Before long, I was introduced to an Australian Pub. It was large, the main bar was open plan without tables or chairs. Dotted around the floor were columns with round trays on top to allow people to rest their beer. There was no carpet on the floor. There was no sawdust either.
Foolishly, I asked if they had a brown ale. This, they said was known as “Invalid Stout” and could be obtained in the lounge. The lounge did not look like it belongs to the same pub. It had carpet on the floor and tables and chairs around on which there were several women. Women were conspicuously absent from the bar.
I decided not to ask for Invalid Stout and went back into the bar.
The serving of the beer was quite automatic. It is all they sold. The barmen were armed with what looked like a garden hose with spray attachment. There was only one size of glass, a seven ounce glass. Into this, they squirted the ice cold beer pumped up from the cellar. If one stood at the bar, finished your drink and placed the glass down on the counter, the barman would immediately fill up your glass while holding out his spare hand for the shilling it cost.
To stop the continuous process, one had to turn the glass upside down. This you might do if you had finished your drink before your companions. If you were there, glass upturned, for any length of time, it would be made quite clear that you were blocking trade and should move away.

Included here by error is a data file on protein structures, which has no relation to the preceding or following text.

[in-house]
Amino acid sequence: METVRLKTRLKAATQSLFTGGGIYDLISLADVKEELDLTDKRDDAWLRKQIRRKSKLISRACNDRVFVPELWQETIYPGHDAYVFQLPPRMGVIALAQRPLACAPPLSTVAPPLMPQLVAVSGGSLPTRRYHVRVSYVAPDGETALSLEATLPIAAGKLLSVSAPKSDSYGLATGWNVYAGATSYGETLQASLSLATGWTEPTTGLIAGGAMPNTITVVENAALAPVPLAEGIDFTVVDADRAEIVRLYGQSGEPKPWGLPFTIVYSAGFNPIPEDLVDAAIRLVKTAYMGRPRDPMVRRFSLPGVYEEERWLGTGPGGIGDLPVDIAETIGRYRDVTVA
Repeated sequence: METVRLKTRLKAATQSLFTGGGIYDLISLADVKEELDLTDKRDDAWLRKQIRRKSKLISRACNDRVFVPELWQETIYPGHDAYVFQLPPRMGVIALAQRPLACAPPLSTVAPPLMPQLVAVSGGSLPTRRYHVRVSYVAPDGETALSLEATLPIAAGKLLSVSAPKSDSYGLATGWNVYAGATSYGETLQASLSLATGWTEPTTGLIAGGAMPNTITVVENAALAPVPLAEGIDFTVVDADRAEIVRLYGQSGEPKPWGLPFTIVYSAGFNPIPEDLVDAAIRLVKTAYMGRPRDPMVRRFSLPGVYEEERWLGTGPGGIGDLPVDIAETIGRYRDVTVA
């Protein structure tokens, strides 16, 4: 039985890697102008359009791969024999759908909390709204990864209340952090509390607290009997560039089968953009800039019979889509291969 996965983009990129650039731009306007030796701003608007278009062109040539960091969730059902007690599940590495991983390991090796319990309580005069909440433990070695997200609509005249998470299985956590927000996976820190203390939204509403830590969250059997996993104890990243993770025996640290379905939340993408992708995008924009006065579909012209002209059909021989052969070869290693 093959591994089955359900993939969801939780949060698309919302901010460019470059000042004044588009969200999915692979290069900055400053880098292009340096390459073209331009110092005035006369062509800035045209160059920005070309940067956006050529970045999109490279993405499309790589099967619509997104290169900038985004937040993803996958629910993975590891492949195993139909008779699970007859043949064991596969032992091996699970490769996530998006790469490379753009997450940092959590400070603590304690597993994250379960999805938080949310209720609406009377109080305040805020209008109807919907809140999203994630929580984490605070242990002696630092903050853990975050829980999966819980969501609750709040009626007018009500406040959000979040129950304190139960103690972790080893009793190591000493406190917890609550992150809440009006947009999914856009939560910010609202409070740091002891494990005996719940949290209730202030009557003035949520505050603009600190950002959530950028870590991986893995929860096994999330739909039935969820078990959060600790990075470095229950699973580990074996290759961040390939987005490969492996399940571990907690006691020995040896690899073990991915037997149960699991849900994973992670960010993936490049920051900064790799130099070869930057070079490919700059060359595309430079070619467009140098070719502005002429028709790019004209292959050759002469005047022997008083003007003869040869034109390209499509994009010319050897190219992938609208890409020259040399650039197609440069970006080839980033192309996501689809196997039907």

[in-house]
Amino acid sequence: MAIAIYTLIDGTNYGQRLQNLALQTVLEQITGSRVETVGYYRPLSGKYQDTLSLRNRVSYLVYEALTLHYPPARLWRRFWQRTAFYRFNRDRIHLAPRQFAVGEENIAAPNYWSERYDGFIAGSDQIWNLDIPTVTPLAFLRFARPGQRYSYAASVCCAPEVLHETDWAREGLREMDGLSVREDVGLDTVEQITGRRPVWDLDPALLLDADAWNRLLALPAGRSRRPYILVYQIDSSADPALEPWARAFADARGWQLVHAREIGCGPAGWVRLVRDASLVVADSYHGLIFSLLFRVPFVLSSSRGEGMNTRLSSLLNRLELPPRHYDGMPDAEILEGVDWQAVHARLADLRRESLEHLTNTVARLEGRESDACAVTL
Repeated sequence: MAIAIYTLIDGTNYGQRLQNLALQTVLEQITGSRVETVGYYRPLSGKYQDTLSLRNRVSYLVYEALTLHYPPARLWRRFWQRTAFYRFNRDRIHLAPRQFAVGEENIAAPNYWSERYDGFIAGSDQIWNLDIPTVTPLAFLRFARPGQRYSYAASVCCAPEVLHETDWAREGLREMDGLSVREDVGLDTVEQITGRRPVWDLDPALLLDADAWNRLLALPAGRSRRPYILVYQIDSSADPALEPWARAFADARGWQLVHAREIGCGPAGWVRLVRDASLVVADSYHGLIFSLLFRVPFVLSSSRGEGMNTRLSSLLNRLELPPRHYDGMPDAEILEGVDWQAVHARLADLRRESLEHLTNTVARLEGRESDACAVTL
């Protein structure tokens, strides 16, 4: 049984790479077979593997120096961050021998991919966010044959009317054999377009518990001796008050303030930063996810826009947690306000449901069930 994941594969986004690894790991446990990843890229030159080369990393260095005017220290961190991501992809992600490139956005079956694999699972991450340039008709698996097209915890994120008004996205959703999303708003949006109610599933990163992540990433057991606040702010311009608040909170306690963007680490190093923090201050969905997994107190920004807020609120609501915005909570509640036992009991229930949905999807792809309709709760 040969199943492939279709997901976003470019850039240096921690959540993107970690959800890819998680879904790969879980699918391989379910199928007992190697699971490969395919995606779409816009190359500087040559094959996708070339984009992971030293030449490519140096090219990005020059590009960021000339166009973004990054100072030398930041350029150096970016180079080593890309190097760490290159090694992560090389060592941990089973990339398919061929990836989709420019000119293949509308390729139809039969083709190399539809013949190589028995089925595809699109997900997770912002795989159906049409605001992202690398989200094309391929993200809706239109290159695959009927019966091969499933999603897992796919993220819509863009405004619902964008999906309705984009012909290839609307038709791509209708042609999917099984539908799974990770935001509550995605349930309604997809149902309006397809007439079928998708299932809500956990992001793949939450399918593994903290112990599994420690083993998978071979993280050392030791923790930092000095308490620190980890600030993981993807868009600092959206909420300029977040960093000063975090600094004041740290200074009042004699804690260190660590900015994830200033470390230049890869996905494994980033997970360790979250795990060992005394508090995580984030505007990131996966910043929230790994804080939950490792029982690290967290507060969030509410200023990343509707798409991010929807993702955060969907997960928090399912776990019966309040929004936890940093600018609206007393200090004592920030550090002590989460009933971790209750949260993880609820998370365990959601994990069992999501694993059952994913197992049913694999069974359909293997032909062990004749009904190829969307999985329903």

The beer was very strong and a few of the small glasses would be enough to make you know you had a drink.
The pubs, at that time, were open from 10 am to 6pm daily. This, apparently, was due to the shortage of beer during the war and other wartime considerations that were never explained to me.
There were great efforts to have the hours changed but there was considerable opposition, not only from the Churches, but also from the licensed victuallers themselves.
Eventually, the pubs would close at 6pm and open again at 7pm. This was said to allow the drinkers to go home and get something to eat before embarking on a night’s drinking. However, this would happen some years later.
When I changed companies and went to the Australian Broadcasting Commission’s Channel 2, I was introduced to the “six o’clock swill”. We would leave work at 5.30pm (when we could) and three or four of us would go round to the pub. Each would go to the counter and order a jug of beer. We would sit outside and consume the jugs one after another. They had to be drunk by 6pm although there was a ten minute allowance for “drinking-up time”.
Being of reasonable intelligence, we would quite often leave at least one jug on the table. We would witness others who would not leave until they had emptied their jugs. From time to time there would be a police car waiting in the car park. This was known as the “Meat Wagon”. They were guaranteed customers every time.
To be continued